Tripp Bay

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Tripp Bay is a bay along the coast of Victoria Land formed by a recession in the ice between the Oates Piedmont Glacier and Evans Piedmont Glacier. The bay was first charted by the British Antarctic Expedition, 1907–09. The name appears to have been first used by the British Antarctic Expedition (1910–13) and derives from Tripp Island which lies within the bay.

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Scott Coast is the portion of the coast of Victoria Land between Cape Washington and Minna Bluff. Named by New Zealand Antarctic Place-Names Committee (NZ-APC) in 1961 after Captain Robert Falcon Scott, Royal Navy, leader of the Discovery expedition (1901–04) and the British Antarctic Expedition (1910-13), who lost his life on the return journey from the South Pole. Much of the early exploration of this coastline was accomplished by Scott and his colleagues, and many of the names in the region were bestowed by him.

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Fry Glacier is a glacier draining the slopes at the northeast corner of the Convoy Range and flowing along the south end of the Kirkwood Range into Tripp Bay, Victoria Land, Antarctica. It was first charted by the British Antarctic Expedition, 1907–09, and named for A.M. Fry, a contributor to the expedition.

Evans Piedmont Glacier is a broad ice sheet occupying the low-lying coastal platform between Tripp Island and Cape Archer in Victoria Land. It was circumnavigated in 1957 by the New Zealand Northern Survey Party]of the Commonwealth Trans-Antarctic Expedition, 1956–58, and was named after Petty Officer Edgar Evans, Royal Navy, of the British Antarctic Expedition, 1910–13, who was one of the South Pole Party under Captain Scott, and who lost his life on the Beardmore Glacier on the return journey.

Granite Harbour is a bay in the coast of Victoria Land, Antarctica, about 14 nautical miles (26 km) long, entered between Cape Archer and Cape Roberts. It was discovered and named by the British National Antarctic Expedition (1901–04) in the Discovery in January 1902, while searching for safe winter quarters for the ship. The name derives from the great granite boulders found on its shores.

Hughes Glacier is a small alpine glacier flowing toward Lake Bonney in Taylor Valley from the Kukri Hills on the south, in Victoria Land, Antarctica. It was mapped by the Western Geological Party led by Thomas Griffith Taylor of the British Antarctic Expedition, 1910–13, and named for Professor McKenny Hughes, a geologist at the University of Cambridge.

Marr Glacier is a glacier 2 nautical miles (4 km) west of Goldman Glacier, flowing north from the Kukri Hills into Taylor Valley, Victoria Land, Antarctica. It was charted by the British Antarctic Expedition under Robert Falcon Scott, 1910–13, who it appears also applied the name.

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The Kirkwood Range is a massive coastal mountain range in Antarctica, extending north–south between Fry Glacier and Mawson Glacier. A broad low-level platform on the seaward side of the range is occupied by the Oates Piedmont Glacier. It was named by the New Zealand Northern Survey Party of the Commonwealth Trans-Antarctic Expedition (1956–58) for Captain Henry Kirkwood, Royal Navy, captain of the supply ship Endeavour during this period.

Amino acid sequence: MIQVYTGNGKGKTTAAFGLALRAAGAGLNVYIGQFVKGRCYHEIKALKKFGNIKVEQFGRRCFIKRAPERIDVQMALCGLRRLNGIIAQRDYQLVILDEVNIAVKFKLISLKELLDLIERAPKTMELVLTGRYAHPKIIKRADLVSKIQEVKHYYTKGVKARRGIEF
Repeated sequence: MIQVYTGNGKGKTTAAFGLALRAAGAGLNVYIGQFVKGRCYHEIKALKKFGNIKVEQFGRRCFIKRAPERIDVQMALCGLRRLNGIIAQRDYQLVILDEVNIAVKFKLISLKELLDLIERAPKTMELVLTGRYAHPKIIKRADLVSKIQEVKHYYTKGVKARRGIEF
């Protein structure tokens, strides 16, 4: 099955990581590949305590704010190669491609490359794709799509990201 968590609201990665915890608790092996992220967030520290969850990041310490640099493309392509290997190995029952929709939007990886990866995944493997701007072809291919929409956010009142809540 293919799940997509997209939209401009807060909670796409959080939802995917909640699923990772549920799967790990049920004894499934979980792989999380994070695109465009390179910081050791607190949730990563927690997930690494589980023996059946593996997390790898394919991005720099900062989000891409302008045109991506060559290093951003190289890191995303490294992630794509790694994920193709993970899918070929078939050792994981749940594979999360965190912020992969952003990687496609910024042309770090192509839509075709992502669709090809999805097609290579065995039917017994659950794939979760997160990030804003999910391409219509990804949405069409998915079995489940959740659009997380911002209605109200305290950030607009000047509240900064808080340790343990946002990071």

Mawson Glacier is a large glacier on the east coast of Victoria Land, Antarctica, descending eastward from the Antarctic Plateau to the north of Trinity Nunatak and the Kirkwood Range, to enter the Ross Sea, where it forms the Nordenskjöld Ice Tongue. The glacier was first mapped by the British Antarctic Expedition (1907–09) and named for Douglas Mawson, the expedition physicist, who later led two other Antarctic expeditions, 1911–14, and 1929–31.

Mackay Glacier is a large glacier in Victoria Land, descending eastward from the Antarctic polar plateau, between the Convoy Range and Clare Range, into the southern part of Granite Harbour. It was discovered by the South Magnetic Pole party of the British Antarctic Expedition, 1907–09, and named for Alistair F. Mackay, a member of the party.

Hooper Glacier glacier in Antarctica

Hooper Glacier is a glacier 3 nautical miles (6 km) long, flowing from the col north of Mount William into the west side of Börgen Bay, Anvers Island, in the Palmer Archipelago, Antarctica. It was surveyed by the Falkland Islands Dependencies Survey (FIDS) in 1955, and named by the UK Antarctic Place-Names Committee for Peter R. Hooper of FIDS, leader and geologist at the Arthur Harbour station in 1955 and 1956. Gateway Ridge separates Hooper Glacier from William Glacier.

Lammers Glacier is a large glacier flowing east along the north side of Godfrey Upland into the Traffic Circle and Mercator Ice Piedmont, on the east coast of Graham Land, Antarctica. This glacier appears indistinctly in an aerial photograph taken by Sir Hubert Wilkins on December 20, 1928, but shows more clearly in aerial photographs taken by Lincoln Ellsworth in 1935 and the United States Antarctic Service in 1940. It was resighted in 1947 by the Ronne Antarctic Research Expedition under Finn Ronne, who named it for Lester Lammers, who had contributed nine grown husky dogs and four puppies to the expedition.

References

PD-icon.svg This article incorporates  public domain material from the United States Geological Survey document: "Tripp Bay".(content from the Geographic Names Information System )  OOjs UI icon edit-ltr-progressive.svg

Coordinates: 76°37′S162°44′E / 76.617°S 162.733°E / -76.617; 162.733